The Marriage Threat
Marrying for the sake of money has found its way onto reality television. TV stars can, and do, make millions out of televised weddings. Then when things become difficult or unpleasant for them later, or they’ve simply gotten all the publicity they wanted out of it, they file for divorce, get even more publicity, and then simply move on with their glamorous lives.
The consummate example, just 72 days after saying “I do” to basketball star Kris Humphries in a fairytale-like wedding, reality TV superstar Kim Kardashian filed for divorce. The Kim Kardashian wedding was no ordinary affair. Sponsors and other associated commercial deals aside, Kim reportedly made around $18 million for selling the rights to her wedding.
Kim has apologized to her fans for the supposed failed marriage, and her Kardashian family, of course, stood behind her all the way. But critics didn’t let her get off that easily. They, like most of the rationally-minded planet, figured that 72 days is just too early to call it quits. Considering all the laborious preparations made to give the perfect princess-themed wedding, including the Vera Wang gowns, $500,000 bachelorette party, and $2 million ring – less than three months really does seem to be far too early to throw in the towel.
Like many thinking people, I don’t have any faith in reality TV. The situations and people portrayed are never “real”. They are but a surreal form of entertainment where the so-called reality is fabricated to attract more viewers and eventually increase advertising revenue profits. So when someone on reality TV decides to marry, it is more likely just part of the show.
Nothing makes this clearer than the show ‘Married at First Sight’, on which a matchmaker sets up couples to be married. But get this — they don’t even get to meet or see a photo or even know the name of the person before they’re at the altar (yes, legally) marrying them. Seriously, it’s like someone thought “how could reality TV turn marriage into even more of a joke?” and then found the answer.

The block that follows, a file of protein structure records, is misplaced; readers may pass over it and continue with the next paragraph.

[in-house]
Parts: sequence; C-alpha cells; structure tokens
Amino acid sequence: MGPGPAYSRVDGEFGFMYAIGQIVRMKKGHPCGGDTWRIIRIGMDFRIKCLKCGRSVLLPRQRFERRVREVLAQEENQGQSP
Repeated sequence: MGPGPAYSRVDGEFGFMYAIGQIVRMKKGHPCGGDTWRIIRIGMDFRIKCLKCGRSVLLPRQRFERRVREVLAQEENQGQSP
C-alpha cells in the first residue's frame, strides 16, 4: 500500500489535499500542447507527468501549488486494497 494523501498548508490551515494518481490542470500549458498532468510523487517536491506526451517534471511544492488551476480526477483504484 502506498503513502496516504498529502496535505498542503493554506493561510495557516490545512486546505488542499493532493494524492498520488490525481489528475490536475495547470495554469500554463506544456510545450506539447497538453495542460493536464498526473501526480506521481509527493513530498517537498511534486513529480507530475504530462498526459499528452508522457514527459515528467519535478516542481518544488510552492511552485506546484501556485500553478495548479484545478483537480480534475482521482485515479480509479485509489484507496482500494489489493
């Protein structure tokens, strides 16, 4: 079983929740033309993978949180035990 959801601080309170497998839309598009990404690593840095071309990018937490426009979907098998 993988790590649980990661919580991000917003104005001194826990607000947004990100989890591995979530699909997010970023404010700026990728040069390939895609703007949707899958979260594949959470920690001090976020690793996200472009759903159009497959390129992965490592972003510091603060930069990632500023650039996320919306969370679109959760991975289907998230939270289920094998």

Despite all the young women marrying older tycoons and the made-for-TV marriages we witness in technicolor, I still have a lot of respect for the ‘institution of marriage’. Society has put so much value on marriage that no matter what, it inevitably becomes a serious affair. Most people don’t just enter marriage to have divorce later. Divorce is usually only an option for those who, after trying to make marriage work, still find the union disparaging to both parties.
Dr. Drew is just one of the many television personalities who just had to comment on Kim Kardashian’s 72-day marriage. Surprisingly, he said something quite insightful: “I really think this is disheartening and maybe infuriating to gay people that are fighting desperately for this right, and here, somebody is profiteering… Was this a casting call? That to me is disgusting.”
While gay people fight for their right to get a legal love-based same-sex marriage, some heterosexuals treat their social union like a fleeting rendezvous on television — like it has no real meaning.
My question is: why do some people focus so much energy on trying to prevent two same-sex people who are in love from getting married, and no time trying to prevent all the faux for-money marriages that happen? Someone who’s making a sham out of something that should be taken seriously – like marriage – I consider to be worse than reality TV itself (and that’s a hard feat!)